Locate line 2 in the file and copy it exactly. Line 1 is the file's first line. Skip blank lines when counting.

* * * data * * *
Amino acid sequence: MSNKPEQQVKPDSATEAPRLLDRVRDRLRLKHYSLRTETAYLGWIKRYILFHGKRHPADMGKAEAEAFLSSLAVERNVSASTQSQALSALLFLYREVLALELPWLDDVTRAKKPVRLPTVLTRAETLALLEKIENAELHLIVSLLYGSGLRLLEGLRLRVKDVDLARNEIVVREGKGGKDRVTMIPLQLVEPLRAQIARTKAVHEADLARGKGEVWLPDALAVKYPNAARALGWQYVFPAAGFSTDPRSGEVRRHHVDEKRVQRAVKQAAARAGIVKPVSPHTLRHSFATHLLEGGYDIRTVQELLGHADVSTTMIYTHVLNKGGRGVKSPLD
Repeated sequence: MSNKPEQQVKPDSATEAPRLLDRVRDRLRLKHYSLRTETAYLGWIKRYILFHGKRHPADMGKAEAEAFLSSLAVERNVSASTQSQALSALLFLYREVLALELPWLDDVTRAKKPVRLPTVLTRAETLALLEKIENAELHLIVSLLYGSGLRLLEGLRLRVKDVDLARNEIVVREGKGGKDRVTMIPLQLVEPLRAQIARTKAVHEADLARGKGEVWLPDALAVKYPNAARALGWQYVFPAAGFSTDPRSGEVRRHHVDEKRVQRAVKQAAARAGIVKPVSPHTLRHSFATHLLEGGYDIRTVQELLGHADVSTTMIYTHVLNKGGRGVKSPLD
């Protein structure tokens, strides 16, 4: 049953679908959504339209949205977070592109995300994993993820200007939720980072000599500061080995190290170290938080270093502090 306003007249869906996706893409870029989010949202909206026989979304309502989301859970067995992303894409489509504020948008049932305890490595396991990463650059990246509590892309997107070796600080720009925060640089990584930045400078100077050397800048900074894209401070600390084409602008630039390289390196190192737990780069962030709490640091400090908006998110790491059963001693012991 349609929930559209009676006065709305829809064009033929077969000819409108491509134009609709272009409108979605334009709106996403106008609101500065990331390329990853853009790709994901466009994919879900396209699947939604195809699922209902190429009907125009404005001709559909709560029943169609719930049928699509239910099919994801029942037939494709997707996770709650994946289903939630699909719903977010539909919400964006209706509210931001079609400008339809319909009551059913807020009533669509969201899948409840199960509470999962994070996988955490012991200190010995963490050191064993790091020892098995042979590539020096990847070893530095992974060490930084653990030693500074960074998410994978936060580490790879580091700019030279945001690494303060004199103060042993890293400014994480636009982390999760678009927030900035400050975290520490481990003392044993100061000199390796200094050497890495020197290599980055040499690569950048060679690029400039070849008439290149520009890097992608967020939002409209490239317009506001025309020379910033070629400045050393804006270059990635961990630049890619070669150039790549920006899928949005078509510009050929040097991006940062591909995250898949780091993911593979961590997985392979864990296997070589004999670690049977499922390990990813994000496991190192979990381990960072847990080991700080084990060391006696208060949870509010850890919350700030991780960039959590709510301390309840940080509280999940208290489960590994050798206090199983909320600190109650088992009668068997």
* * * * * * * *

Repeated sequence: MSNKPEQQVKPDSATEAPRLLDRVRDRLRLKHYSLRTETAYLGWIKRYILFHGKRHPADMGKAEAEAFLSSLAVERNVSASTQSQALSALLFLYREVLALELPWLDDVTRAKKPVRLPTVLTRAETLALLEKIENAELHLIVSLLYGSGLRLLEGLRLRVKDVDLARNEIVVREGKGGKDRVTMIPLQLVEPLRAQIARTKAVHEADLARGKGEVWLPDALAVKYPNAARALGWQYVFPAAGFSTDPRSGEVRRHHVDEKRVQRAVKQAAARAGIVKPVSPHTLRHSFATHLLEGGYDIRTVQELLGHADVSTTMIYTHVLNKGGRGVKSPLD